Fr. Giussani in Riccione in 1973 (Photo: Fraternity of CL)


Monsignor Ennio Apeciti, Head of the Diocesan Office for the Causes of Saints, explains the path of the process toward the founder of CL’s beatification.
Annamaria Braccini

The testimonial phase of the Cause for the Beatification of the Servant of God, Monsignor Luigi Giussani, will begin next May 9. This announcement was communicated by the Archdiocese and, a few minutes later, by the Communion and Liberation Press Office.

We asked Monsignor Ennio Apeciti, Head of the Diocesan Office for the Causes of Saints and archiepiscopal delegate for the Cause of Beatification of the founder of the movement and of the Fraternity of CL, what it is all about and how this important, second moment in the process toward Fr. Gius’ beatification has been reached.

"After having, for 12 years now, worked to collect the immense amount of documentation related to Giussani, it is now a matter of completing the matter through discussion, as the norms require, with the people of God. This involves gathering the testimonies of a group of people who can confirm or add to what the documentation has already offered us," Apeciti explains.

Did the first announcement come from the Diocese of Milan because this new step takes place in the context of the diocesan phase of the process?
That is right, because the process began in Milan when, 12 years ago, the invitation was accepted by the then archbishop, Cardinal Angelo Scola, who made the public announcement in the Duomo on February 22, 2012, the seventh anniversary of the death of the Servant of God and the 30th anniversary of the recognition of the Fraternity of Communion and Liberation. The process then continued under the episcopate of Monsignor Delpini, arriving to where we are now.

Monsignor Ennio Apeciti (Photo: Meeting Rimini)

The archbishop will begin the testimonial phase in the Basilica of Sant’Ambrogio on May 9. Is there a specific reason for this choice of date and place?
Yes. We decided that the celebration would take place on the feast of the Ascension because, reading the writings of the Servant of God, we found several references to this solemnity that excited him. The Basilica of Sant’Ambrogio was then chosen because every Ambrosian priest refers back to the exemplarity of the greatest patron saint of our Church, and because the church is contiguous to the Catholic University of Milan where Giussani taught. And because both Giussani and the movement are very deeply attached to the university.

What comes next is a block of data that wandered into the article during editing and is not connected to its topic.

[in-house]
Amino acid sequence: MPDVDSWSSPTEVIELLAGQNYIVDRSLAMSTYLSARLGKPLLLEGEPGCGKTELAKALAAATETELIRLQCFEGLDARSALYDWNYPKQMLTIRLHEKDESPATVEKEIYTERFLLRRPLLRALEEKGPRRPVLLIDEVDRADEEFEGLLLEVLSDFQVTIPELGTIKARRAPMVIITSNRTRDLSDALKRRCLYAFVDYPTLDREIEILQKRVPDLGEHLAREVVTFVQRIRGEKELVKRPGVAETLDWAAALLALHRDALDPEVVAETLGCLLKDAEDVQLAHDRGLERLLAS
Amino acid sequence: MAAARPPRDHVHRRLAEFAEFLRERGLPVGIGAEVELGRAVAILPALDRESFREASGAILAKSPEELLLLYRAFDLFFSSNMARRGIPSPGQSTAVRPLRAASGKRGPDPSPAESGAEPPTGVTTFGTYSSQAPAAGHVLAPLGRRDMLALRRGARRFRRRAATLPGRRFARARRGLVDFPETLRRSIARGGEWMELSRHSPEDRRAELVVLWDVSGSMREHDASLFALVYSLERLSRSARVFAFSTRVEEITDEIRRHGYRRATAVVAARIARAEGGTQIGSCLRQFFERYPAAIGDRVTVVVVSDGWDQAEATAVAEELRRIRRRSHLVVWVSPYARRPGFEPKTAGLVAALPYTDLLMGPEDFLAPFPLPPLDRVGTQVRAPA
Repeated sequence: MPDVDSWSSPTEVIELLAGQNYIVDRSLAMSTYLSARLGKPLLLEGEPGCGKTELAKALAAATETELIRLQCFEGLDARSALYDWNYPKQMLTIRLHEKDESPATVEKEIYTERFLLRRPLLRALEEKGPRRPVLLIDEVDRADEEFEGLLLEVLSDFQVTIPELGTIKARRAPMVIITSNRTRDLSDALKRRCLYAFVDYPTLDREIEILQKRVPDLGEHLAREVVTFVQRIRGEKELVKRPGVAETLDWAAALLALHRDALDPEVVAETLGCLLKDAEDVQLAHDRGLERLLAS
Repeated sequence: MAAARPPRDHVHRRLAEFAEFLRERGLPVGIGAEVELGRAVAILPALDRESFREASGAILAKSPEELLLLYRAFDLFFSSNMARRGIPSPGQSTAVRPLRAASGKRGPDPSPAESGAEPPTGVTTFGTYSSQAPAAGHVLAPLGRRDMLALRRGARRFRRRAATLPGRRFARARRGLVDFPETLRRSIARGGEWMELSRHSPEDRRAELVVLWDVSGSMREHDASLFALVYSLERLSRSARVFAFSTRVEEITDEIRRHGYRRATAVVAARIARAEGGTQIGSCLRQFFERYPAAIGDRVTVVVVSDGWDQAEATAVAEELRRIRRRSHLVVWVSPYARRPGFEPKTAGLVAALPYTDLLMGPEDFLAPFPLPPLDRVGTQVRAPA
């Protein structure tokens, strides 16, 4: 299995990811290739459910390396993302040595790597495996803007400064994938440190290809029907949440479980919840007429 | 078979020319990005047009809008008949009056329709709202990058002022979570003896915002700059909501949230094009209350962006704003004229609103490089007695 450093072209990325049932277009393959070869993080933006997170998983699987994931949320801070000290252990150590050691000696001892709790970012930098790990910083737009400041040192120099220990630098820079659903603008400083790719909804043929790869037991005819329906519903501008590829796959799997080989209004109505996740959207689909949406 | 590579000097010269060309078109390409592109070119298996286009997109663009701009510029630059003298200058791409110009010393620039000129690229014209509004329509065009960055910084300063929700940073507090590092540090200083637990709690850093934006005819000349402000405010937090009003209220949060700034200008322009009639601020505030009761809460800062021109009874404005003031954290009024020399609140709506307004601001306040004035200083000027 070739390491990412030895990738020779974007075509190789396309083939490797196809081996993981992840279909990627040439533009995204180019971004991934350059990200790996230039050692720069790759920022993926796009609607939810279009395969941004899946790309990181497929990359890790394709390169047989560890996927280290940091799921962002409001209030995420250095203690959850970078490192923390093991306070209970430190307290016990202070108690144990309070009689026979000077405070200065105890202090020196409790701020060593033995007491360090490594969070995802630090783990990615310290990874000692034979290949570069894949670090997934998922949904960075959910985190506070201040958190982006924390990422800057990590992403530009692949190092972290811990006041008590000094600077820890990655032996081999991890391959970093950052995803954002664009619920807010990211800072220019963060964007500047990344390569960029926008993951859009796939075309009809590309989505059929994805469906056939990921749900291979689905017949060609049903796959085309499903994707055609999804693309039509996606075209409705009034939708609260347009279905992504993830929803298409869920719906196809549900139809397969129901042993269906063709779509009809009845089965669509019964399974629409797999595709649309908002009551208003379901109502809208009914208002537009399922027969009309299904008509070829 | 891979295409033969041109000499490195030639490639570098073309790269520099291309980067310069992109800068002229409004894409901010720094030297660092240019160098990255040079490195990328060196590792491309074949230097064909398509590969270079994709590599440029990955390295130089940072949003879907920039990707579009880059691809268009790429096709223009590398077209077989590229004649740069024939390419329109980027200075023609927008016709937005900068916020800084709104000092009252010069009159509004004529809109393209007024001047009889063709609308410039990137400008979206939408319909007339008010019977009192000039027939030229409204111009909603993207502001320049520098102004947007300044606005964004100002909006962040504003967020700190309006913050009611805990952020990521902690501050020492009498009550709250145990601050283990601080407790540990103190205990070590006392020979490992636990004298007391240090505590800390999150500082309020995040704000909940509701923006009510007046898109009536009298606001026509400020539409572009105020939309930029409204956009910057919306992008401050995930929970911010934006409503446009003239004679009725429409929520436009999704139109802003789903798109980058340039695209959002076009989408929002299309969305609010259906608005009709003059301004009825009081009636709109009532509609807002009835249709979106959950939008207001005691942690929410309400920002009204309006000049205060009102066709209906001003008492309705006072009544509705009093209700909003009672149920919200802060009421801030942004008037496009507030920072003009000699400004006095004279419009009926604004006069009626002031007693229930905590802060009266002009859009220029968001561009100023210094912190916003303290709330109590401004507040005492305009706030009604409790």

Is it already possible to predict how long the testimonial phase might last?
After the documentary phase which, necessarily, was very prolonged, having had to examine tens of thousands of pages of writings, we would like to limit the duration of this further investigation of confirmation of what has already come to light. We will, therefore, reduce the hearings to the number that the Congregation for the Causes of Saints recommends and which is normally done by hearing 50-60 witnesses. We anticipate, therefore, a time frame of about a year and a half but, obviously, everything will depend on the richness of the testimonies.

How will the Cause then proceed?
Once the documentary material and testimonies have been gathered, we can move on to the third phase, the so-called miracle phase. This involves the study and investigation of whether, among the many graces Giussani has already granted to those who pray to him, there is a particular grace that can be defined and identified as a miracle.

How will the witness hearings take place? Will they be private and before a committee?
They are confidential, no one can be admitted except me as the archiepiscopal delegate and the notary who makes sure the procedure is correct and validated. We can, eventually, inform the postulator.

What is the profile of the witnesses, and have you already chosen them?
According to the Holy See's indications, they must represent the various faces of the Church. We will, therefore, have priests, some bishops, consecrated men and women, and laypeople. Not only adults, considering that Giussani died in 2005, but also young people who can say how Monsignor Giussani showed them an exemplary way of testimony.

Will the testimonial phase be made public?
The documentation collected will be handed over to the Holy See who will decide. The Holy Father is the only judge who, ultimately, even after consulting with others, will verify whether there are the elements – through those we have collected – for which the Cause can proceed.